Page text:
But Africa is a direct neighbour of Europe. Moreover, after World War II, it was considered NATO's southern flank. The transport of raw materials from all over the world to Europe passes through the Suez canal in the North and round the Cape of Good Hope in the South. Therefore, Africa was considered a vital strategic route for supplying Europe with raw materials. Could the colonial western Europe be expected to allow the countries of such a strategic region to build up autonomous, independent economies, during a time of relentless confrontation with the socialist East? This did obviously not correspond to Realpolitik.

If the independence movements in Africa could not be stemmed, a political alternative had to be found. This is why in 1957, the NATO Council recommended its members to grant independence to their African colonies - on one condition, however: strategic installations must remain under the control of Europe, and Africa as a whole must remain within NATO's zone of influence. In most African countries, many leaders of liberation movements who strove to end any reliance upon Europe were murdered or effectively side-tracked. Politicians well disposed towards Europe and sponsored by the colonial powers were manoeuvred into the presidencies of the new republics. Their job consisted in acting as agents of the European powers. Those who failed to do so were removed by military coups. The few politicians who achieved power while advocating independence without European patronage found themselves isolated within Africa, and branded as extremists and communists in international politics.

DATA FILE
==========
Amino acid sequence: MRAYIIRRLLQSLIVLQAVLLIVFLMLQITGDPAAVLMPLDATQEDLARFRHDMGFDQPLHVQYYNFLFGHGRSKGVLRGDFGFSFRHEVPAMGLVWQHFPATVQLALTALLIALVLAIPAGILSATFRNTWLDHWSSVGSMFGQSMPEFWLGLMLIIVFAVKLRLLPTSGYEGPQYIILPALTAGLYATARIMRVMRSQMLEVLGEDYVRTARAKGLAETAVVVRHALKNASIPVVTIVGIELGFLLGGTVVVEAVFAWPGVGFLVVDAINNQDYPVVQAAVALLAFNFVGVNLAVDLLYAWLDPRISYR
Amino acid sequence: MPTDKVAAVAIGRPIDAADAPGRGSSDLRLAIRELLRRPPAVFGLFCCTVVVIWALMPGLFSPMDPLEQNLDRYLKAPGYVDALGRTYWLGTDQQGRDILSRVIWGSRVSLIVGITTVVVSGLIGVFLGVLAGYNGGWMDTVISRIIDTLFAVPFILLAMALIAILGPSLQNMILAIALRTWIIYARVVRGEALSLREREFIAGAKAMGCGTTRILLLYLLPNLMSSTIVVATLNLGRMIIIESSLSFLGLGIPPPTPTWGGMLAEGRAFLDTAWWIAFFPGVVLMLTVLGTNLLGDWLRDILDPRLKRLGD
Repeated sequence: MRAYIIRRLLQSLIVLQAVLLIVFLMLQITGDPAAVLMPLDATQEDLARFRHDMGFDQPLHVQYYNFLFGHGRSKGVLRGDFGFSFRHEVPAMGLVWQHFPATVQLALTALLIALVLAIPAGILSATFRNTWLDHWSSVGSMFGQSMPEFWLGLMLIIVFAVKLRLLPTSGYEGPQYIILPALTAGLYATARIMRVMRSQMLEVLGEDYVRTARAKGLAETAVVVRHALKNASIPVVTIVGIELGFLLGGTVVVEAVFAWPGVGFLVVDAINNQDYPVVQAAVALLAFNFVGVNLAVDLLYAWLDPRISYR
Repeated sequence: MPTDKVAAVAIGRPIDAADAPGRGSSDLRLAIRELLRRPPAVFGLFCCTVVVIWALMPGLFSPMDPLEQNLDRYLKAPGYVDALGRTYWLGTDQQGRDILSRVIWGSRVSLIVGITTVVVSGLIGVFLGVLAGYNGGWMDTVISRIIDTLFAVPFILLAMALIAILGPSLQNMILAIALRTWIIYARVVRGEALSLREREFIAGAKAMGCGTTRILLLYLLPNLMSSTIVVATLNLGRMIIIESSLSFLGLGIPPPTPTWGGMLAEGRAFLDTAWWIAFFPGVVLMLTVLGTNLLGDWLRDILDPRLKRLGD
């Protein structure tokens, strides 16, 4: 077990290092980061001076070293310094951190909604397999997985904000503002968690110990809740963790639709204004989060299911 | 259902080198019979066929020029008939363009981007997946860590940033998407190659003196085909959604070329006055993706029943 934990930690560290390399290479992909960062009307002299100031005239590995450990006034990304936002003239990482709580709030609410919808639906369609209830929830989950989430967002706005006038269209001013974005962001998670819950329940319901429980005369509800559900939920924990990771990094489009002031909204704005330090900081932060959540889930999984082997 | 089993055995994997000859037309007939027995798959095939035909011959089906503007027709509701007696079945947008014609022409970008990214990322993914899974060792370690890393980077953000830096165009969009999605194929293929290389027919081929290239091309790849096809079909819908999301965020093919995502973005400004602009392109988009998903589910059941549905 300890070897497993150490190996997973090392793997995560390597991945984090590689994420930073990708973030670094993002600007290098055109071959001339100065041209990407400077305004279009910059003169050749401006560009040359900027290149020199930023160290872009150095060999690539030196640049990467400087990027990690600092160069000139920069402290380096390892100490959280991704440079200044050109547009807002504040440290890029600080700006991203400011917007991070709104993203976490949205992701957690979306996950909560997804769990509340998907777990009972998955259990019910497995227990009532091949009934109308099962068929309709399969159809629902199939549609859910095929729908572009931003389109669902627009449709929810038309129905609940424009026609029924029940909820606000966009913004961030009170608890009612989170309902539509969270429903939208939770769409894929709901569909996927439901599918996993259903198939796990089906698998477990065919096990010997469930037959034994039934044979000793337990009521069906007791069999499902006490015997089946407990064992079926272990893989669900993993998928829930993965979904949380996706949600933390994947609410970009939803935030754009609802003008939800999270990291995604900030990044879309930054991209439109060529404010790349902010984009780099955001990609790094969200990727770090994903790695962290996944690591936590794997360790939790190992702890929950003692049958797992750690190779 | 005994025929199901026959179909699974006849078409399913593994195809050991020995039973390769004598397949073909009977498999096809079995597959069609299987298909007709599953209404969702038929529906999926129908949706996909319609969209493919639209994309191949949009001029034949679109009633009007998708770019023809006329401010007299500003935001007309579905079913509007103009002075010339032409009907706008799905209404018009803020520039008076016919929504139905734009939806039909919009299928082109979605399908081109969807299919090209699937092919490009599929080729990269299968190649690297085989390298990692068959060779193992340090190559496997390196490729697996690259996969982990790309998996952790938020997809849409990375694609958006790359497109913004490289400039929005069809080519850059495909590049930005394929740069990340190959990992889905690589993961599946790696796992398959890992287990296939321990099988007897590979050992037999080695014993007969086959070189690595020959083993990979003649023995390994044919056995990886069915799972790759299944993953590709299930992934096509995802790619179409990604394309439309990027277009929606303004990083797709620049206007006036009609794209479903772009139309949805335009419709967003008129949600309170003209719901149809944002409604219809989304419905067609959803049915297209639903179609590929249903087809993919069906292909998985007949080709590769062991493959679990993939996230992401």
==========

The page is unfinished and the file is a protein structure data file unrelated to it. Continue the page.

European control in the post-colonial era

What did Africa's economic structure look like after its nations gained independence? It is not enough just to speak of a general European orientation and control. The Europeans had prepared the independence of African states to offer no chance to these countries of making themselves free from total dependence of Europe. In October 1955 and October 1956, French and German experts met in the town of Neuenahr near Bonn to deliberate on the structure of economic relations between Africa and Europe in the event of European unity and political independence of African countries, and to agree on some form of concerted action. The French side was represented by leading politicians such as François Mitterrand, Valéry Giscard d'Estaing, Christian Pineau, Edmond Vermeil and Robert Schumann. Their German counterparts were Eugen Gerstenmaier, Annemarie Renger, Kurt Georg Kiesinger, Carlo Schmid, Karl Carstens, and Hans Sterkens, among others. Some few Africans such as Hamani Diori were invited to the third and last meeting in December 1957 in Bad Godesberg.

However, by May 1956 all European states involved in the project of founding an economic community had already been discussing the future of Africa in Venice. These discussions resulted in the association of the French African colonies, according to articles 101 and 131 of the EEC Treaty, signed on 25 March 1957 in Rome. Africa was tied to the European economy before its states achieved independence and were thereby free to decide themselves. Visionary politicians such as the President of Ghana, Kwame Nkrumah, the President of Guinea, Sekou Touré, or Nigeria's Prime Minister, Sir Abubakar Tafawa, and Emperor Haile Selassie of Ethiopia believed that for African countries to be bound to the EEC in this way jeopardised African aspirations to unite after the achievement of independence by the African states and to create a common economy. They feared that Europe would undertake an indirect, collective colonisation of Africa via the association with the EEC.